Det. Philip Vannatter--Los Angeles Police Department
Vannatter's testimony echoed much of Fuhrman's. In addition, he noted that after waking Arnelle Simpson, she was surprised to find out her father was not home. She took the detectives inside her father's house, where she called Simpson's assistant to find out where he was. Vannatter said the detectives did not search the house, aside from looking for the maid in her room. Vannatter, like Fuhrman, justified the police jumping the fence for fear that someone else was dead or injured inside. After Fuhrman found the glove and other detectives spotted red stains on the driveway, Vannatter declared the house a crime scene and went to get a search warrant.
On cross-examination, the defense attempted to show Vannatter was lying and that concerns about an emergency were little more than an attempt to explain away an illegal entry and search. Vannatter also testified that while he believed there could be a hostage situation, he and his men did not enter Simpson's house with guns drawn, nor were they wearing bulletproof vests or call for backup.
Brian "Kato" Kaelin--Caretaker/guest of Simpson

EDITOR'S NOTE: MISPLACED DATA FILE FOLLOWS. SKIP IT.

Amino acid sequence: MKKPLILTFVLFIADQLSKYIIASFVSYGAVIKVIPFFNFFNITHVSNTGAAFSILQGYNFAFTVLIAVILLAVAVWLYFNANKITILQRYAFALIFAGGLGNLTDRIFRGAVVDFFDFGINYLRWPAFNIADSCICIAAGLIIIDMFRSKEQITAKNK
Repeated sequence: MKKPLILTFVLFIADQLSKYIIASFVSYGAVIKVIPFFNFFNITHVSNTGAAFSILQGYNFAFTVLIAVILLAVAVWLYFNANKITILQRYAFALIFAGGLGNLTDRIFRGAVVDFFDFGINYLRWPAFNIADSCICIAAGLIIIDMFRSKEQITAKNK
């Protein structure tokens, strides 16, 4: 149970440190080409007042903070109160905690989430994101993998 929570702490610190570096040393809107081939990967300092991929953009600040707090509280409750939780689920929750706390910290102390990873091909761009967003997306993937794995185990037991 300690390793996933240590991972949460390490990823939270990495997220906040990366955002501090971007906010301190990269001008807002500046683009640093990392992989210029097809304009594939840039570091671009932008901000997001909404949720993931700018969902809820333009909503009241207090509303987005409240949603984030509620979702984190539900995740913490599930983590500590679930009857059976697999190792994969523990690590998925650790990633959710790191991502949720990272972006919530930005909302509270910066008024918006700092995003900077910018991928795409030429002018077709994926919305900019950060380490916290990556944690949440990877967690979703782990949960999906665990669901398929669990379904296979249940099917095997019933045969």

Kaelin testified that after police awoke him they did not express concern about a murder or suicide at the house.
Arnelle Simpson--O.J. Simpson's daughter
Simpson's daughter testified for the defense she told police that her father was out of town. This contradicted Vannatter's testimony that she had expressed surprise upon being told that her father was not home. Arnelle also testified police did not talk of a murder or suicide.
Cathy Randa--O.J. Simpson's assistant
Randa, an employee of O.J. Simpson for 20 years, testified she received a call from Arnelle asking the whereabouts of her father. Randa said the trip to Chicago had been planned for two months.
Dennis Fung--Los Angeles Police Department Criminalist
Fung was called to the Simpson house at 5:30 a.m. on June 13 and arrived at 7:10 a.m., he testified. Fung gathered "red stain" evidence and the glove. Fung said at least one stain on the Bronco tested positive for blood.
JULY 7, 1994 (DAY 5)
NOTE: Regular testimony in the preliminary hearing resumed on this day.
Det. Tom Lange--Los Angeles Police Department
Lange is with the robbery/homicide unit. Lange gave a detailed description of the crime scene, including bloody droplets and footprints going away from the bodies. Lange believed both came from the suspect. He also noted the button inside Nicole Simpson's apartment to automatically open the outside gate was broken. This testimony was apparently elicited to show Nicole had to manually open the gate when a visitor came over.